Emma is originally from Claremont, California and graduated from Gettysburg College in 2013 where she studied psychology and Spanish. She is very excited to have been placed at Grassroots Leadership for her assignment as a Young Adult Volunteer (YAV) for the Presbyterian Church (USA). The YAV program is an opportunity for young people to serve others both internationally and domestically while they focus on social justice issues, community connection, simple living, and vocational discernment.
“I first became aware of the massive injustice surrounding the national immigration policies as a senior in high school,” she says, “and after many years of wondering how to approach effecting change, working with Grassroots Leadership feels like a concrete step towards bringing about a shift towards a more just system.”
The Liberty County Commissioners Court decided Tuesday, August 26 to hire a firm to consult on whether County Sheriff Bobby Rader should take over direct operation of the jail or leave it in the hands of a for-profit, private prison company.
The Liberty County Jail is currently operated by Community Education Centers. The consulting firm, MGT of America, Inc. is based in Austin and will be paid $64,000 to help the county decide what to do.
The issue is whether the contract with CEC is costing the county. In 2012, a study by Texas A&M researcher Lynn Greenwood for Liberty County found that de-privatization of the Liberty County Jail would help the county to manage its jail costs as it continues efforts to reduce the population in its jail.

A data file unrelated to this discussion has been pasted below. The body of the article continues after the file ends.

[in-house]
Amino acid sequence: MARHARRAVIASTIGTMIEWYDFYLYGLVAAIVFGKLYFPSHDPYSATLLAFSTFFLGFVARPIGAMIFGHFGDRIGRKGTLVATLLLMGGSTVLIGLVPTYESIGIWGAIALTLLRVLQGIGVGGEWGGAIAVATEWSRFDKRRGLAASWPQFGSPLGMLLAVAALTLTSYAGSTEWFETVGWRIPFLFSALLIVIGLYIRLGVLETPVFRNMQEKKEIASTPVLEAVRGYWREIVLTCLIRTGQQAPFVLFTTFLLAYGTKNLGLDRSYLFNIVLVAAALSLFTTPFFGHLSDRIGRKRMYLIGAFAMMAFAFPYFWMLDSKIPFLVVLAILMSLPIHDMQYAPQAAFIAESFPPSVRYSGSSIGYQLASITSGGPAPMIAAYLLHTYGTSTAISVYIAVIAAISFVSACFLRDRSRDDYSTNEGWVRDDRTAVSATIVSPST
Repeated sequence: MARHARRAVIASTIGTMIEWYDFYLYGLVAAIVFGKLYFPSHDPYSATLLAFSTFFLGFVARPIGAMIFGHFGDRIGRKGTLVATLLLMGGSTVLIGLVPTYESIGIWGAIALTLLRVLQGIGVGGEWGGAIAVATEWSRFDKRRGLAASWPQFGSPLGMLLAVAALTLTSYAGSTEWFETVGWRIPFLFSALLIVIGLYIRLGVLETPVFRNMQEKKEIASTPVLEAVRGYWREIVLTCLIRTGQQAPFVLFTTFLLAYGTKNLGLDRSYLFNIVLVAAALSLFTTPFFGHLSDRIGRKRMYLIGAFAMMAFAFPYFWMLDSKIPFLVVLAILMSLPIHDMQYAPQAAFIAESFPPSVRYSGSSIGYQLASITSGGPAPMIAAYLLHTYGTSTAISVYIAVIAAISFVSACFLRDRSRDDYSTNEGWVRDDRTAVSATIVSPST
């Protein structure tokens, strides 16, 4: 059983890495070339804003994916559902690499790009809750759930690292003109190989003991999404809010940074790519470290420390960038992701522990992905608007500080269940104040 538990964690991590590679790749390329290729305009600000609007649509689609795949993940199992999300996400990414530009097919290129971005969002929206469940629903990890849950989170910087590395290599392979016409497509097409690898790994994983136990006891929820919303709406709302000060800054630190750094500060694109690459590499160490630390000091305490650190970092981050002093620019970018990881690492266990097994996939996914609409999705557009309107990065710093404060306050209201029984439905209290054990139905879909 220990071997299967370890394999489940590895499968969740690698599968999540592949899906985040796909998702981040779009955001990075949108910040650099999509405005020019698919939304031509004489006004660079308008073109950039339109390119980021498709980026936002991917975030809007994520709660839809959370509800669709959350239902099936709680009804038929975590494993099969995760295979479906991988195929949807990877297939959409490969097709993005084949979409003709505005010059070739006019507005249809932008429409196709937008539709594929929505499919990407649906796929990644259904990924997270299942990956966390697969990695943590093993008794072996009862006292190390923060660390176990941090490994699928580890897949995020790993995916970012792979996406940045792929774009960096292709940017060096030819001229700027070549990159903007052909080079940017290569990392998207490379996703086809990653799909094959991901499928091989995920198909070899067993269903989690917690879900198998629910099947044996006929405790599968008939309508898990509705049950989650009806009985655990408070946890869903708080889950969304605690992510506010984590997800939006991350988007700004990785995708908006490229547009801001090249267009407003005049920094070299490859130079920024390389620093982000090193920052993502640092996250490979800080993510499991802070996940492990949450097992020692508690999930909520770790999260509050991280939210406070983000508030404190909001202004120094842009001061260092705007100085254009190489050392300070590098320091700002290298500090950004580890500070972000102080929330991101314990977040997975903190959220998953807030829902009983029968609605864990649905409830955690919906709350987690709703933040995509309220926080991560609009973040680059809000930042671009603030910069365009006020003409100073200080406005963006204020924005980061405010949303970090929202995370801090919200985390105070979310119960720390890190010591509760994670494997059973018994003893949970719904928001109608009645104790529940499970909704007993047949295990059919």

County Auditor Harold Seay told Commissioner Mike McCarty that this year’s cost overrun for the jail’s operation will be about $800,000.
“We’ve got to do something,” Commissioner McCarty said.
For his part, Sheriff Rader explained his concern that while many claim the county can save at least $1 million by operating the jail directly, he might be blamed if that does not happen.
Still Sheriff Rader told the court, “We’re ready to take to take it. You give me the money to run it, and we’ll run it.”
One candidate in Liberty County has made ending the county's contract with CEC part of his platform. Leon Wilson listed "Stopping the waste of millions of dollars by bringing the jail back under County administration" as the first item on his platform when he announced his candidacy in the primaries in the Liberty Vindicator. Wilson won that primary and will be on the November ballot.
And like many for-profit, private prisons, the Liberty County Jail has seen it's share of scandal. For example, a CEC guard at the jail was arrested on March 15 for allegedly bringing contraband into the facility. Another CEC guard was arrested for smuggling drugs into the jail in 2013. A district court judge also accused CEC of thwarting its efforts to reduce the jail population with increased costs.
However, the commissioners may be still considering contracting with priviate prison companies. The court also voted on Tuesday to issue a request for proposals from companies that might want to run the Liberty County jail.